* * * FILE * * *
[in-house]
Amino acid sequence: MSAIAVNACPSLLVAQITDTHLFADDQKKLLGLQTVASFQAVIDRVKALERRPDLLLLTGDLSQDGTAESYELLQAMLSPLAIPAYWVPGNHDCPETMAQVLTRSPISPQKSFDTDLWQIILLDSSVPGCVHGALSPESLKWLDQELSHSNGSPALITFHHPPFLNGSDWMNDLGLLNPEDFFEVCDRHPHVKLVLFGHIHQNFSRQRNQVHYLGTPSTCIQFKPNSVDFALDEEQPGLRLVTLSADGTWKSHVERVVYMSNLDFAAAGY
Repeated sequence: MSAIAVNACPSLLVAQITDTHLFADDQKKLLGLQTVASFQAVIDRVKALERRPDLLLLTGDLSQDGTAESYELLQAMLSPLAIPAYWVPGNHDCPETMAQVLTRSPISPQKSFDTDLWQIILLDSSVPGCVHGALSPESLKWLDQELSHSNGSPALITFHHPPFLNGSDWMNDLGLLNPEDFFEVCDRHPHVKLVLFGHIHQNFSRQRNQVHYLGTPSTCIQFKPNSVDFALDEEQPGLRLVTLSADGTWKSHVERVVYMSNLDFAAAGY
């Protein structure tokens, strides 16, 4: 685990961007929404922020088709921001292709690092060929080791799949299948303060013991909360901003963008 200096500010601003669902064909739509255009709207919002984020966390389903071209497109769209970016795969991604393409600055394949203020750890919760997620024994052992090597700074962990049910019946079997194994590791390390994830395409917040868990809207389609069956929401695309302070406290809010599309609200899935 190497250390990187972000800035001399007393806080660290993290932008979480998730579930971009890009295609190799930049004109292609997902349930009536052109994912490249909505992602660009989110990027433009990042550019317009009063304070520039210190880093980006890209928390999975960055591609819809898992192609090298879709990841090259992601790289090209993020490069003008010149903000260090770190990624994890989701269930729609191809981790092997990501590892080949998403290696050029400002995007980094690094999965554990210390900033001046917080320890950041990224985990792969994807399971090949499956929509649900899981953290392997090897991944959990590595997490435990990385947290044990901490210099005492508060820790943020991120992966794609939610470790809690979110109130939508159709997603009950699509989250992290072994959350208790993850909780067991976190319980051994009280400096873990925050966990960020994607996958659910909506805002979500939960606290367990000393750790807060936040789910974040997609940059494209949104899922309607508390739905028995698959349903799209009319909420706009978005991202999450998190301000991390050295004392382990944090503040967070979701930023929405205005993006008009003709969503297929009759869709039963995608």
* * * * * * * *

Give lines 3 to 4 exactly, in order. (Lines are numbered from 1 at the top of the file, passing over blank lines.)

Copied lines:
Repeated sequence: MSAIAVNACPSLLVAQITDTHLFADDQKKLLGLQTVASFQAVIDRVKALERRPDLLLLTGDLSQDGTAESYELLQAMLSPLAIPAYWVPGNHDCPETMAQVLTRSPISPQKSFDTDLWQIILLDSSVPGCVHGALSPESLKWLDQELSHSNGSPALITFHHPPFLNGSDWMNDLGLLNPEDFFEVCDRHPHVKLVLFGHIHQNFSRQRNQVHYLGTPSTCIQFKPNSVDFALDEEQPGLRLVTLSADGTWKSHVERVVYMSNLDFAAAGY
């Protein structure tokens, strides 16, 4: 685990961007929404922020088709921001292709690092060929080791799949299948303060013991909360901003963008 200096500010601003669902064909739509255009709207919002984020966390389903071209497109769209970016795969991604393409600055394949203020750890919760997620024994052992090597700074962990049910019946079997194994590791390390994830395409917040868990809207389609069956929401695309302070406290809010599309609200899935 190497250390990187972000800035001399007393806080660290993290932008979480998730579930971009890009295609190799930049004109292609997902349930009536052109994912490249909505992602660009989110990027433009990042550019317009009063304070520039210190880093980006890209928390999975960055591609819809898992192609090298879709990841090259992601790289090209993020490069003008010149903000260090770190990624994890989701269930729609191809981790092997990501590892080949998403290696050029400002995007980094690094999965554990210390900033001046917080320890950041990224985990792969994807399971090949499956929509649900899981953290392997090897991944959990590595997490435990990385947290044990901490210099005492508060820790943020991120992966794609939610470790809690979110109130939508159709997603009950699509989250992290072994959350208790993850909780067991976190319980051994009280400096873990925050966990960020994607996958659910909506805002979500939960606290367990000393750790807060936040789910974040997609940059494209949104899922309607508390739905028995698959349903799209009319909420706009978005991202999450998190301000991390050295004392382990944090503040967070979701930023929405205005993006008009003709969503297929009759869709039963995608």